There’s an essay in “Half Empty” about working on a movie that may or may not be “The First Wives Club” and you’ve been in the Oscar-winning short “The New Tenants.” Is acting something you want to continue to pursue?

I like to do audience readings – you get the sort of heroin thrill of audience response, which is lovely. I’m treated quite well in the writing world and for me to be treated as well in the acting world, I’d have to be Julianne Moore. [Solo theater performer] Mike Daisey is a total, total genius. My dream would be to do that kind of performance, but I see him, and I think, “Why would one even bother?”

Have you ever considered writing a novel?

Something happens to me: almost every time that I’ll be transcribing my notes from a story that I’ve been sent out to report, I’ll see a little detail – it’ll be the most quotidian thing, it won’t be “that’s when she took the ball-peen hammer and killed her children – and I just think, I could never do that.” So I think that I’d never make things to the satisfactory level that I’d want.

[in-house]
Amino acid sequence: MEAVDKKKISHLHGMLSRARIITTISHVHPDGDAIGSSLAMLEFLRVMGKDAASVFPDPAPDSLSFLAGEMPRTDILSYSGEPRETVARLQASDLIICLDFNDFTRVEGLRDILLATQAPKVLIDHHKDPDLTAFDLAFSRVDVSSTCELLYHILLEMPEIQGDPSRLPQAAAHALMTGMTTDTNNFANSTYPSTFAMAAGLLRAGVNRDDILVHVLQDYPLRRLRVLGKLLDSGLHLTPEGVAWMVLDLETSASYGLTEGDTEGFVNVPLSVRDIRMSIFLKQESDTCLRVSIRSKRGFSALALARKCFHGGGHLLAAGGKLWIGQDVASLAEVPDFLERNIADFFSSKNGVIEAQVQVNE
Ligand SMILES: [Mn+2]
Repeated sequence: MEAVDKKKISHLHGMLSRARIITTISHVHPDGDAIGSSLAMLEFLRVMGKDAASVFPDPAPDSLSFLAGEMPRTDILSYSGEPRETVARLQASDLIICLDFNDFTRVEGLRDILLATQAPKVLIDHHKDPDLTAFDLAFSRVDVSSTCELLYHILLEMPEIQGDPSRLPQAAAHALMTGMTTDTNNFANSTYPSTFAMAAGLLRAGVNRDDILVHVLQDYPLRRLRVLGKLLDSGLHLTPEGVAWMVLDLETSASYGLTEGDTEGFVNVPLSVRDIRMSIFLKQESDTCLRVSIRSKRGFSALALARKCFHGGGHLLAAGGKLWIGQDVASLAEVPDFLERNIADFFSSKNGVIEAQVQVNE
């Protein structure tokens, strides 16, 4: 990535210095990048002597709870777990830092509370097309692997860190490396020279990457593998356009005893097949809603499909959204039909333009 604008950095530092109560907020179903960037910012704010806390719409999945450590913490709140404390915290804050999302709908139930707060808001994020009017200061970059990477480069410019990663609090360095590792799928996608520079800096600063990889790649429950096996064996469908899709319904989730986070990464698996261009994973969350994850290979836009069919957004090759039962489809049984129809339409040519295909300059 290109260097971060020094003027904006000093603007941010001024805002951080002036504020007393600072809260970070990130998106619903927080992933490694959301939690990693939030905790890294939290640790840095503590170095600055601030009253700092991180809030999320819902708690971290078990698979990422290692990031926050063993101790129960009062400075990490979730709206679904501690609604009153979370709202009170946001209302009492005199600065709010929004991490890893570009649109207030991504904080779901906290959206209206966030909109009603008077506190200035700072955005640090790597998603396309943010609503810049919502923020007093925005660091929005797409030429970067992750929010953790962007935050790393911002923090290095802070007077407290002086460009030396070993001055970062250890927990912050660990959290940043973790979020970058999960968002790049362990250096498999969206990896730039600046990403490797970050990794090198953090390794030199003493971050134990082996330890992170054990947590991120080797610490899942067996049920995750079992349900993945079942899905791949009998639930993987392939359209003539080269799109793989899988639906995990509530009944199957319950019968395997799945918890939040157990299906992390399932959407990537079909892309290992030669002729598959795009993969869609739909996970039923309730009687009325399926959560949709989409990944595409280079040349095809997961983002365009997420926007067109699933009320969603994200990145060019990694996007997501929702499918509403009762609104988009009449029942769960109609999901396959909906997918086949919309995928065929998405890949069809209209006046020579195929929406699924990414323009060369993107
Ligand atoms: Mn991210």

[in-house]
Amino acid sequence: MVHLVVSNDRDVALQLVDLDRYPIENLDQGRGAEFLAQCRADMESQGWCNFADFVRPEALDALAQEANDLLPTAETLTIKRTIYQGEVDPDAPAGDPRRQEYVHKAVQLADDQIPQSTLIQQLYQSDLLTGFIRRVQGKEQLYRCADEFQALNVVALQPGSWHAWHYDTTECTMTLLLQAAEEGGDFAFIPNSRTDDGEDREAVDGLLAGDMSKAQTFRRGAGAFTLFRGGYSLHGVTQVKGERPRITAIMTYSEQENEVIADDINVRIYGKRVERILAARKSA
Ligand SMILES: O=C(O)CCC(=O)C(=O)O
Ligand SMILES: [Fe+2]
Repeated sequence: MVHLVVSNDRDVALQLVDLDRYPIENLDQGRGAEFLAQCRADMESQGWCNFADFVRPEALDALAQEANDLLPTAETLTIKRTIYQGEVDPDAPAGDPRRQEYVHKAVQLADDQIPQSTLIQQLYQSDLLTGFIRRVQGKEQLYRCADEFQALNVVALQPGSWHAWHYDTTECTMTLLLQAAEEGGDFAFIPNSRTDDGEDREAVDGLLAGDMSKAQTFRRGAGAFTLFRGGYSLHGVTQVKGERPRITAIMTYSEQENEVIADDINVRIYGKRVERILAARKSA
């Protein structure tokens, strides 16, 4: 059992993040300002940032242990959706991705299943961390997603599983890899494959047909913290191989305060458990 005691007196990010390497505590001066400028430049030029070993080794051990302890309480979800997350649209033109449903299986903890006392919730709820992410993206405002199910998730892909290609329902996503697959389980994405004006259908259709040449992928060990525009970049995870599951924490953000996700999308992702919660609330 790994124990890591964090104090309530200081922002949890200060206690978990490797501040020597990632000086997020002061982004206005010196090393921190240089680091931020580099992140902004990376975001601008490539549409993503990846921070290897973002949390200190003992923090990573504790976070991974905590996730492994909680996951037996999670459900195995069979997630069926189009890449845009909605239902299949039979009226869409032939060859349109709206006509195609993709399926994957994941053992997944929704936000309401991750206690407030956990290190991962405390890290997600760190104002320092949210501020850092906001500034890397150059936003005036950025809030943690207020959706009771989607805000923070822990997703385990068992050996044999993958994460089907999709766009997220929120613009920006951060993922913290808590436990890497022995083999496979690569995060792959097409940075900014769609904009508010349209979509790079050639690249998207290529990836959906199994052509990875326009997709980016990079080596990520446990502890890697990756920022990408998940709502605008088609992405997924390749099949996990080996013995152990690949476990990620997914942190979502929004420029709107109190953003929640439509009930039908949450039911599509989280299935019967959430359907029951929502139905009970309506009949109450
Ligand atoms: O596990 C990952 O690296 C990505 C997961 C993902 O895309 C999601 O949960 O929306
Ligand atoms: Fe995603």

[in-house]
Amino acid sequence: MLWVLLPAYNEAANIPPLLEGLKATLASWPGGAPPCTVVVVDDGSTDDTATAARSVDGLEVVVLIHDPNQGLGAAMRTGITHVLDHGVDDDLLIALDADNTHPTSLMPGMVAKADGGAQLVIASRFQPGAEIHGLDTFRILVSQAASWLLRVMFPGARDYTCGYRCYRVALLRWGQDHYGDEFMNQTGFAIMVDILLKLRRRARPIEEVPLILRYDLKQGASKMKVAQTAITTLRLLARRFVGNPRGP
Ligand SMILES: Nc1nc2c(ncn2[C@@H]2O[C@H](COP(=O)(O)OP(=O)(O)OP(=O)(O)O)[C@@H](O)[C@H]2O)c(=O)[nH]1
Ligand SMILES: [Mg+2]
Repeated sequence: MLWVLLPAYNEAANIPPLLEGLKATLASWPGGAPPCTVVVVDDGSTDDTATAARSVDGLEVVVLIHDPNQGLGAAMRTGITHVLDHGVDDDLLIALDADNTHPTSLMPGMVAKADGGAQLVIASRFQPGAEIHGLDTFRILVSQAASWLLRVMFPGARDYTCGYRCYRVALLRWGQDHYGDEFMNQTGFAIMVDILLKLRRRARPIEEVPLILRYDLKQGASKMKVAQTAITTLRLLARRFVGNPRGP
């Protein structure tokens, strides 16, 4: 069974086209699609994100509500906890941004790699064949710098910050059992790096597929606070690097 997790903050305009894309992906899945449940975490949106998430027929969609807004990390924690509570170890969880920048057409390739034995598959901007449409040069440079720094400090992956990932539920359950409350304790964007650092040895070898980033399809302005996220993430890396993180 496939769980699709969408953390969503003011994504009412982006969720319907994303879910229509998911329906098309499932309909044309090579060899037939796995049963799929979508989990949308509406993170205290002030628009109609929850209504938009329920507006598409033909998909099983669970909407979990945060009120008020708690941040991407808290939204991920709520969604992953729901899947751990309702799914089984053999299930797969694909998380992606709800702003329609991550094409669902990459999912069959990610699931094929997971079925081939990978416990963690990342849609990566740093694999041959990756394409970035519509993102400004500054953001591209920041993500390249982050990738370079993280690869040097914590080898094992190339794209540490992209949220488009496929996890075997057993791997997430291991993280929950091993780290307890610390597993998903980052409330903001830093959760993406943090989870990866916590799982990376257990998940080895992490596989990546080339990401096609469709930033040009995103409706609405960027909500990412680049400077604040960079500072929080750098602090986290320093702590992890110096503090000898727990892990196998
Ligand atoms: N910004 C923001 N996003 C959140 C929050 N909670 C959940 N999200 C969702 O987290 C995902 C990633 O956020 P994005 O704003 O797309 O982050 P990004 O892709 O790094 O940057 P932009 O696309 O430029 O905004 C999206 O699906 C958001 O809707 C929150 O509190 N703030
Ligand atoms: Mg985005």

When you’re writing an essay, how does it evolve? Do you plot it out fully, or do you just sit down and go?

I wish I were better at outlining things and plotting them in advance, because it would be less torturous kind of riding-a-moving-bus-holding-on-with-my-teeth thing. The first agenda is that it be a classically familiar essay – which is a 19th-century idea – that begins in the personal and ends in the universal. So there’s a real hope and objective that I end up saying something bigger than just the initial jumping-off point.

So you want readers to focus on the bigger ideas.

Which is why I so bridle at the term memoirist – I want to be known for the way I use language and whatever style I have as a writer, as opposed to the particulars of my biography.